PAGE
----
A prominent Harvard psychiatrist promised positive results to Johnson & Johnson before the start of some clinical trials for Risperdal. According to The Wall Street Journal, the revelations regarding Dr. Joseph Biederman came to light in court documents that are part of a lawsuit involving Risperdal and other atypical antipsychotic drugs. While he is not a defendant in the case, Biederman was called as a witness to illustrate the questionable financial ties between drug makers and the research community.
Some of the 2,000 plaintiffs involved in the multi-state lawsuit are children. Risperdal wasn’t approved for use in children until 2007. However, it is known that doctors prescribed the drug off-label for thousands of children years before that. While off-label prescribing is legal, drug companies are legally barred from marketing off-label uses. But according to The Boston Globe, the companies often skirt that prohibition by paying respected “opinion leaders” - usually top experts in their field - to discuss their off-label prescribing experiences at “educational” talks or meetings.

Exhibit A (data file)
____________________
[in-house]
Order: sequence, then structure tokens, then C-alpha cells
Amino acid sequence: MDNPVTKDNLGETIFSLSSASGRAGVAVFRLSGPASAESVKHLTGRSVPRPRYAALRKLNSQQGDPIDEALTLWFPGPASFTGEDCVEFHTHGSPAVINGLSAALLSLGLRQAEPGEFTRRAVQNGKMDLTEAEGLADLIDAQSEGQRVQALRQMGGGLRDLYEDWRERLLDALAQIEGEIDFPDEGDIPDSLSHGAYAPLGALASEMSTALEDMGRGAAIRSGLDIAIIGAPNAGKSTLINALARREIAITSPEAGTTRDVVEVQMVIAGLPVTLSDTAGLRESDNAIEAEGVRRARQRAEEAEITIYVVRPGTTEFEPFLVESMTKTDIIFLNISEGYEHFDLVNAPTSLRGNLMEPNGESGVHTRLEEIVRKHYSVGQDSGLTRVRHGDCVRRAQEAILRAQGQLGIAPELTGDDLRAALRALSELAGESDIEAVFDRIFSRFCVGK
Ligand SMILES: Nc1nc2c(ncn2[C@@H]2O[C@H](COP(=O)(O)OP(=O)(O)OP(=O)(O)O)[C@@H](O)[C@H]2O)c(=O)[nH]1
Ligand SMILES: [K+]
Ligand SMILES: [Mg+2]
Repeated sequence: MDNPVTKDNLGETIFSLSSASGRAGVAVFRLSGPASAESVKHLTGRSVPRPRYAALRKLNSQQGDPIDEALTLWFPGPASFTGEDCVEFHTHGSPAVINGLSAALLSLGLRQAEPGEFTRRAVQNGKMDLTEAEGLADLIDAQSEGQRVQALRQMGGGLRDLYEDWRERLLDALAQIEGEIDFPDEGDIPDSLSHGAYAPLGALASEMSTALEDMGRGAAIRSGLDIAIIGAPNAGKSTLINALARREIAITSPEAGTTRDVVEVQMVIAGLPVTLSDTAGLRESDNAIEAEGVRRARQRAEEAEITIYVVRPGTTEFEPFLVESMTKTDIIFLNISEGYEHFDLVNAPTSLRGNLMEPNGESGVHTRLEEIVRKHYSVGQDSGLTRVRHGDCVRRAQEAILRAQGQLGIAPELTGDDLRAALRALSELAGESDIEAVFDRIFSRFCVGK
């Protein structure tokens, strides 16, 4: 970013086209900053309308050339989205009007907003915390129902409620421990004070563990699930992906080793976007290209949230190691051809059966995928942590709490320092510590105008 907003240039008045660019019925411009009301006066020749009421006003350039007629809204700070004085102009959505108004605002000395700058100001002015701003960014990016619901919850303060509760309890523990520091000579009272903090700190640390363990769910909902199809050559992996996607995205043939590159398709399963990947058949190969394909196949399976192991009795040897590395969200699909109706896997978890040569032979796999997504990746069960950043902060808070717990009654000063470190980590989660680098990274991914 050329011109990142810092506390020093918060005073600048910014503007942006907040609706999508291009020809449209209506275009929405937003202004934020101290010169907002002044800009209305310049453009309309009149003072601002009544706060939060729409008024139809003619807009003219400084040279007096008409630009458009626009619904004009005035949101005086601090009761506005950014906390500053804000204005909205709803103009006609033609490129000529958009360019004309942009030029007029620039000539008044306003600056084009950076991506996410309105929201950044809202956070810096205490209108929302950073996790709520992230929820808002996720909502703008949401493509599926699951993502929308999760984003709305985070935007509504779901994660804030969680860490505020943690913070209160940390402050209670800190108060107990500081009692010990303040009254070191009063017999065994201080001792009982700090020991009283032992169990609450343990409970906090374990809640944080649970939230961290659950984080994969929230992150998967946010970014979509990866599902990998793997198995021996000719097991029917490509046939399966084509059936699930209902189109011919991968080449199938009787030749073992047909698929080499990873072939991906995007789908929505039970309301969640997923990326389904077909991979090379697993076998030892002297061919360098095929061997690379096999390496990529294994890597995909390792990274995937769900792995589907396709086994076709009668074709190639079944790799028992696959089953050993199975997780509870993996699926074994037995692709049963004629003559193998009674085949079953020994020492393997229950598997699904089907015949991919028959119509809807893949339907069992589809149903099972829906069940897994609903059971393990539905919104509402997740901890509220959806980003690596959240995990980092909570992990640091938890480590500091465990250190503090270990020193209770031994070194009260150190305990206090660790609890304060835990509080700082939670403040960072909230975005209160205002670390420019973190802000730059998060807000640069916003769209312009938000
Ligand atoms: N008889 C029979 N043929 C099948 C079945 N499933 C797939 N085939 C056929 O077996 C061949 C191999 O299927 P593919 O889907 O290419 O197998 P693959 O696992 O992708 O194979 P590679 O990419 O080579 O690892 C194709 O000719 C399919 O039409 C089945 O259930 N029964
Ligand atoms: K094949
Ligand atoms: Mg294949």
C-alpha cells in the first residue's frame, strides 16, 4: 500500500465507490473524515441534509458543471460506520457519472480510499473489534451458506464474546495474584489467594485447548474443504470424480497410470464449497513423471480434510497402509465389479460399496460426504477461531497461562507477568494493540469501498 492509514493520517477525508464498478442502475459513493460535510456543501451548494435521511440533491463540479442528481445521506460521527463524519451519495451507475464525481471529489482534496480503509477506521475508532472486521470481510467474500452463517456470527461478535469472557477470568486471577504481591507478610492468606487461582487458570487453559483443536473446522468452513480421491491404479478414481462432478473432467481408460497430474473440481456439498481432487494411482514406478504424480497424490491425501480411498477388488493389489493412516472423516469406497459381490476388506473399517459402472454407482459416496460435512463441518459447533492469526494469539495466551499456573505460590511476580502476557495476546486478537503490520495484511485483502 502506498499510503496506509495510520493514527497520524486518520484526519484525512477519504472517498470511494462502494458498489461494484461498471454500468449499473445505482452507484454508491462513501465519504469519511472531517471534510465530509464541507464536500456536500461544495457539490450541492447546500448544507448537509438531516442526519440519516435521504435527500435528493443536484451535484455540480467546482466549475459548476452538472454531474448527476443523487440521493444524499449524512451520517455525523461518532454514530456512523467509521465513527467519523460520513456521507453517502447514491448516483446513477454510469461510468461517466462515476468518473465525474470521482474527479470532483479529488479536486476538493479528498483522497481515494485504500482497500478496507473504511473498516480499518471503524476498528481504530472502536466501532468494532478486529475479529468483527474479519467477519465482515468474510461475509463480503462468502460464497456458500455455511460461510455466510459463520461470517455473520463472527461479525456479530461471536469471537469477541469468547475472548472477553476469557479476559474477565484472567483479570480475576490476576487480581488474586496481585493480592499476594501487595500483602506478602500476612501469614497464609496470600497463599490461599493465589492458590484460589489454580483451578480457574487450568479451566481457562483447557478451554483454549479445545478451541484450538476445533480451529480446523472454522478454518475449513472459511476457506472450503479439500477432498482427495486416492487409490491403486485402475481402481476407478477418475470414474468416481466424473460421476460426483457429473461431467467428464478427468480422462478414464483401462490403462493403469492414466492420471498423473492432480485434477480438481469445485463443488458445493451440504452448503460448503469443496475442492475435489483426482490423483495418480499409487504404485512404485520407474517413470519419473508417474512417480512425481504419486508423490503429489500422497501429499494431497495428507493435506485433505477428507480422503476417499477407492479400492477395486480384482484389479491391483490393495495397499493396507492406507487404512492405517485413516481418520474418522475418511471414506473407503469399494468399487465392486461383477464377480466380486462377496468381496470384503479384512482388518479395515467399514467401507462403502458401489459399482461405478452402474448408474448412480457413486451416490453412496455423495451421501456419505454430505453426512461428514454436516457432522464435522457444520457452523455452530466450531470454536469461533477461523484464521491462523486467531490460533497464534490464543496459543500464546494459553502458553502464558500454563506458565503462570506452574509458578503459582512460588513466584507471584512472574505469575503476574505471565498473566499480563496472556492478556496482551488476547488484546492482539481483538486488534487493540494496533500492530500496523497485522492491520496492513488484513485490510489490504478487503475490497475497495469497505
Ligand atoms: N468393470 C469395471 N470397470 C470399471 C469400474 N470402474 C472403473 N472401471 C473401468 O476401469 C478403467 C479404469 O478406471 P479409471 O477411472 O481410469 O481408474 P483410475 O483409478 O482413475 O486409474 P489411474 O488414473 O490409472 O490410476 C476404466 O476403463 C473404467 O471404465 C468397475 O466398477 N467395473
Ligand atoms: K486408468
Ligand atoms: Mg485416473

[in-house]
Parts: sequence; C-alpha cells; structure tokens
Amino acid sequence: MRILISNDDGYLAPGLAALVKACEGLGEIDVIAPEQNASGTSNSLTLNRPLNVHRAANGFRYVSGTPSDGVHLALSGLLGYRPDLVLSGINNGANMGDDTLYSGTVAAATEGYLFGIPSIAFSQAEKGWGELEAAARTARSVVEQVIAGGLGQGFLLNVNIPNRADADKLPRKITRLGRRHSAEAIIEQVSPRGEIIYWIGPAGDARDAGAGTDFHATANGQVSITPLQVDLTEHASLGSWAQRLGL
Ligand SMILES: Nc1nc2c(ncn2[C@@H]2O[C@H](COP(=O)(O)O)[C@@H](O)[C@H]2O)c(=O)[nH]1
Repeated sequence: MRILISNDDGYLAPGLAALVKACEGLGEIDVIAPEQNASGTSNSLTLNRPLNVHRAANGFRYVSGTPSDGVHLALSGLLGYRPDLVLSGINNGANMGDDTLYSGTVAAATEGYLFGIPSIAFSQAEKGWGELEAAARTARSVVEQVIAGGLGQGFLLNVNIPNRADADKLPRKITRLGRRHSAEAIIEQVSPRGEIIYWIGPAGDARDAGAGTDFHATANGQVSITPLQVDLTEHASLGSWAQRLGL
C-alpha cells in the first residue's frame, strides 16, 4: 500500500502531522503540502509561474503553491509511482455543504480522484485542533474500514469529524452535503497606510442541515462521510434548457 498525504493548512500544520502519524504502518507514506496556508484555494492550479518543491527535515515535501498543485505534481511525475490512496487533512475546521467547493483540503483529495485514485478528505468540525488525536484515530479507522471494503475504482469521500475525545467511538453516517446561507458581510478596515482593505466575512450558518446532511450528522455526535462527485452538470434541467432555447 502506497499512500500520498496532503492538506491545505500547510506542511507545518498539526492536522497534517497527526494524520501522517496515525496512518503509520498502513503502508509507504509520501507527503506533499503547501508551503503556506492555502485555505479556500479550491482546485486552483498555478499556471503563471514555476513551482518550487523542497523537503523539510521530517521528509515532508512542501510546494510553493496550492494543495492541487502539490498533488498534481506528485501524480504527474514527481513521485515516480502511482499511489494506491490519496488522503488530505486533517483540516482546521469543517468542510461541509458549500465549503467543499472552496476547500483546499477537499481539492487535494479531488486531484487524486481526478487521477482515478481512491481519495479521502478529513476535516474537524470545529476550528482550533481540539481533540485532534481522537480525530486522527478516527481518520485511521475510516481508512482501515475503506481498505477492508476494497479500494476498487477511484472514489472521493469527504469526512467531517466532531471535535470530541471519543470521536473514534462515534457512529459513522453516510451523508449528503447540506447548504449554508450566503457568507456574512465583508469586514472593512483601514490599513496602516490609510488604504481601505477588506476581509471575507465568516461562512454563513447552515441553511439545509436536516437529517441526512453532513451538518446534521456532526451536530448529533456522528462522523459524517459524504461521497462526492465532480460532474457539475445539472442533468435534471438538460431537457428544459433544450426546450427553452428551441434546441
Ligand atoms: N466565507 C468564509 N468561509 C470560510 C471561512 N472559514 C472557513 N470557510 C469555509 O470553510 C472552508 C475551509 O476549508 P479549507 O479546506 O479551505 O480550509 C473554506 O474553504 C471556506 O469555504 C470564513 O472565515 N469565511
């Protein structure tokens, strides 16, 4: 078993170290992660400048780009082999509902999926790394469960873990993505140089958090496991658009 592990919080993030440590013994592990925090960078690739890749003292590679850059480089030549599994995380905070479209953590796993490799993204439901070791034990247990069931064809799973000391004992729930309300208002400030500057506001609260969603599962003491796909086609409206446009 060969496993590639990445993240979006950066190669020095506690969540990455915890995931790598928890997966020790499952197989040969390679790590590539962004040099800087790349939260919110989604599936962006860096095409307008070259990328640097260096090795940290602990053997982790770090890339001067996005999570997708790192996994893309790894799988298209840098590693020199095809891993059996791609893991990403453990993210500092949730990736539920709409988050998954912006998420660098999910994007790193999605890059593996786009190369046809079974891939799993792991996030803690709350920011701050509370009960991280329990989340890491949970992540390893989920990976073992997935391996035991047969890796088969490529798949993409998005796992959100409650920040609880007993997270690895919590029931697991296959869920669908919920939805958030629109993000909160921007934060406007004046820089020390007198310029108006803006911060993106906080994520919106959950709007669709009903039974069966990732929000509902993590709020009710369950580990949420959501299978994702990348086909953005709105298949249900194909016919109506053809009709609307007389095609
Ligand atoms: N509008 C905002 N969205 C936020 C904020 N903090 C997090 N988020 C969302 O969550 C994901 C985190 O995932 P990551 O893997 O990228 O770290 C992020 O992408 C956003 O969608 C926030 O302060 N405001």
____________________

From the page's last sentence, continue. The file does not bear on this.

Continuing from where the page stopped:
As we reported last November, Biederman was one of those opinion leaders. Biederman has long advocated the use of atypical antipsychotics, like Risperdal, to treat children diagnosed with bipolar disorder. The lawsuit has raised questions about Biederman’s role in convincing Johnson & Johnson’s to fund a center on pediatric bipolar disorder at Harvard’s Massachusetts General Hospital.
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